I think. A lovely slice of Americana. The Kraft dinner of ghost stories, a comfort food. The only surprise would be why the victim ended up as a ghost. Would it be unfinished business, or violent death? Both, perhaps?
But Tristan surprises me. “She was a studious chick. A nerd. Studying physics and maybe she was pretty, but I bet she gave amazing head.”
The guys in the room nod sagely. It’s always the weird ones, the damaged ones who were willing to do anything to feel loved. My stomach lurches a little and I turn back to Tristan, trying to concentrate on the story.
Almost as one the room leans in, eager to hear the sordid details, imagining the way it happened, right here. Does something of it still linger in the walls? Does something of it still hang in the air?
“So Chuck was this typical guy, and this girl, she lets him do anything to her. Then he moves on and of course she doesn’t.” He takes another swig of vodka, and he is staring at me. Have we talked about ghost stories before? Or am I now his target?
Better me than the girl asleep next to him. He’s not devastating, but he’s cute. My drink is in my hand again somehow, and I chug the last of it.
“So Chuck’s out dating other girls, and this girl, she fucking hates him. She wants him back, but she wants to punish him, and when he won’t take her crazy ass back she starts to plot her revenge. She’s not dumb, she knows there are drugs that can screw someone up really bad and she knows she can fuck him up good, maybe get him to embarrass himself in front of everyone. Shit his pants, throw up everywhere, something like that. So she gets something, sells it to him, and says it’s LSD. I don’t know what it was. Maybe it was acid, maybe it wasn’t, but he takes it while he’s out drinking at a party and it fucked him up real bad. His friends didn’t want to call for an ambulance, so they take him back to the dorm. This dorm. They ask him if he’s cool to get in, and he says he is. One of his friends stayed with him, and that’s the only reason we know what happened next.”
At the base of my spine something uncurls, reaching out to wrap around my stomach. It’s almost sexual, but somehow better.
“Chuck is so fucked up, he can’t remember how to use his key, or how to use a door. His friend tries to help him but Chuck freaks out. He punches his friend and runs off, and his friend is too drunk to realize what is happening. He stumbles off after him, and when he finds Chuck, well, Chuck is three floors up. He climbed up that three and was trying to get into the room from the outside window.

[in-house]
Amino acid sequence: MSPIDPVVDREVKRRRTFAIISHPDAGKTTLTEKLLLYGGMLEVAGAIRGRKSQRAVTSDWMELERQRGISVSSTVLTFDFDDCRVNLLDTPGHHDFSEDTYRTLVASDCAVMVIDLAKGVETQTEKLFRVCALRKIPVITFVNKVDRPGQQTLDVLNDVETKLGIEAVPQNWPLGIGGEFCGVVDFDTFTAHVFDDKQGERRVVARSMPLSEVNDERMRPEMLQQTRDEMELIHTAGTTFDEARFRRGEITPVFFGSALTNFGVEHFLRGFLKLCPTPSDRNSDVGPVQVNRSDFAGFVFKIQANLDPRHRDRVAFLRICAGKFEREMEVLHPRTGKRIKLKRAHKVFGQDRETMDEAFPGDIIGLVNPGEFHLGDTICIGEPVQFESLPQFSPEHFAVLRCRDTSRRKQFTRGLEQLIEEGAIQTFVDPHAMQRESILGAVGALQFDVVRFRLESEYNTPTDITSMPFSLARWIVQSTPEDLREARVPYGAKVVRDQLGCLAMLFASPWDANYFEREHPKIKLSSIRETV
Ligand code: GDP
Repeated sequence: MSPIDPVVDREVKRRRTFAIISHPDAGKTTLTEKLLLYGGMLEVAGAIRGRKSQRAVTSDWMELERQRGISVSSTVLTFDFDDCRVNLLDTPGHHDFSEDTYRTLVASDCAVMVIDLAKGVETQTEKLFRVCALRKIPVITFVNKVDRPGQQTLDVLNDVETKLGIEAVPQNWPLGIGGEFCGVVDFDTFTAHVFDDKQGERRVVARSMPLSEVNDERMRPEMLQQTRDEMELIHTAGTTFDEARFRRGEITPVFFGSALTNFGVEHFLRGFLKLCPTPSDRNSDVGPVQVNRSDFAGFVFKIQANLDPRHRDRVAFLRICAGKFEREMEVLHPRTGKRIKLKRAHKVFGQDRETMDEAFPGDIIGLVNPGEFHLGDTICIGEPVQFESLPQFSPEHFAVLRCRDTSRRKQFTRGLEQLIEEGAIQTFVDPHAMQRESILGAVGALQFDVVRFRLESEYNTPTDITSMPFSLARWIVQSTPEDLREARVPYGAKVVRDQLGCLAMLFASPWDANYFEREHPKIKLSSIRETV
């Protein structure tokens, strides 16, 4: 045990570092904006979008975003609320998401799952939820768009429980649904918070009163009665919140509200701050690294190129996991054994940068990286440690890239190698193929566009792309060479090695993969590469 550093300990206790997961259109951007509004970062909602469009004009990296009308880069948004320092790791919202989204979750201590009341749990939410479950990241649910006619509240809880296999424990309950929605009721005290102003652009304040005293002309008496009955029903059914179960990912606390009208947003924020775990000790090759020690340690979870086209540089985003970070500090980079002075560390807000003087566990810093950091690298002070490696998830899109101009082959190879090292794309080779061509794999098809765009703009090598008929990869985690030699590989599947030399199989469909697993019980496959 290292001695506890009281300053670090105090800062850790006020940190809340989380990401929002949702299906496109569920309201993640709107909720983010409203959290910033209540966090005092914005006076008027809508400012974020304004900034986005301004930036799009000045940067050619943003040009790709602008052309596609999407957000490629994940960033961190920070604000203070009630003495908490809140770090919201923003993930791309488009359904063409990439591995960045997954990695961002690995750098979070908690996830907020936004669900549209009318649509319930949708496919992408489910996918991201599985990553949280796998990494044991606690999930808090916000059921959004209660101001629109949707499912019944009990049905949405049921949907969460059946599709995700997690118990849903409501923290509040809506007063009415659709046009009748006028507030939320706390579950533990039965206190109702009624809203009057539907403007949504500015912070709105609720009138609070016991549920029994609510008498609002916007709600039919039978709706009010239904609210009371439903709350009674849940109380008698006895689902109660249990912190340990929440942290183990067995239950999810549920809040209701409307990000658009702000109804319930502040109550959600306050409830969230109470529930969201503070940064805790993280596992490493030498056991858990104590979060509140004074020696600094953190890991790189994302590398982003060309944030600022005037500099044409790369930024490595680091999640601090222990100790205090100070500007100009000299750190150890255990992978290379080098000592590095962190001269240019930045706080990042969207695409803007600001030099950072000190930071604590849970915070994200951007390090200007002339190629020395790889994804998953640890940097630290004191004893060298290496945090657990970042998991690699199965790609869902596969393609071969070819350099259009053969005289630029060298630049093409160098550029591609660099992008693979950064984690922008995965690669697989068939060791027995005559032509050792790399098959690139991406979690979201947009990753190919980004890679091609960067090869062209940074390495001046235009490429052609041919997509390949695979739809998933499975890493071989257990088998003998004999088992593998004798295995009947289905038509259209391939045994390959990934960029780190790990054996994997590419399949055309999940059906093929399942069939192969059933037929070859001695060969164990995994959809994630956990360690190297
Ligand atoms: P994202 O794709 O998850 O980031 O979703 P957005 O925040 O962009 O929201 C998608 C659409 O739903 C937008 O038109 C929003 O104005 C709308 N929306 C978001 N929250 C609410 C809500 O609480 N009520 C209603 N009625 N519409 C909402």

As one, all the heads in the room turn to the window.
Illuminated by the streetlights, an enormous oak tree sways in the wind. We hear it creaking and moaning like a sinking ship. The winter is stealing through the fall, and the cold is creeping in.
Tristan’s voice cut through the silence. “So Chuck, because he couldn’t remember how to open the door, was trying to get in through the window. He was clinging to the side of the building and tapping on the glass, calling to his roommate. Tap, tap, tap.
Let me in. Let me in.”
That sweet, quasi-sexual shiver swoops up through me, rising like smoke through my ribcage, into my throat.
“Back down on the ground, his friend is freaking out and calls his name. And Chuck turns. He forgets he’s on the side of building and he turns. Loses his grip, somehow flips over, and falls straight down head first.” Tristan grins, and his teeth gleam eerily in the candlelight. “Splat,” he says.
The room is dead quiet, and I think:
Any second now.
But the silence draws out and finally I can’t take it any more.
“So how does he haunt this room?” I ask.
Tristan’s eyes glitter at me. “How else?” he asks. “He taps on the window.”
Outside, the old oak tree groans.
We all hold our breath until at last one of the other girls lets it all out in a whoosh. “I thought you were gonna have someone climb up and tap on the window,” she complains. “I was getting ready to be really scared!”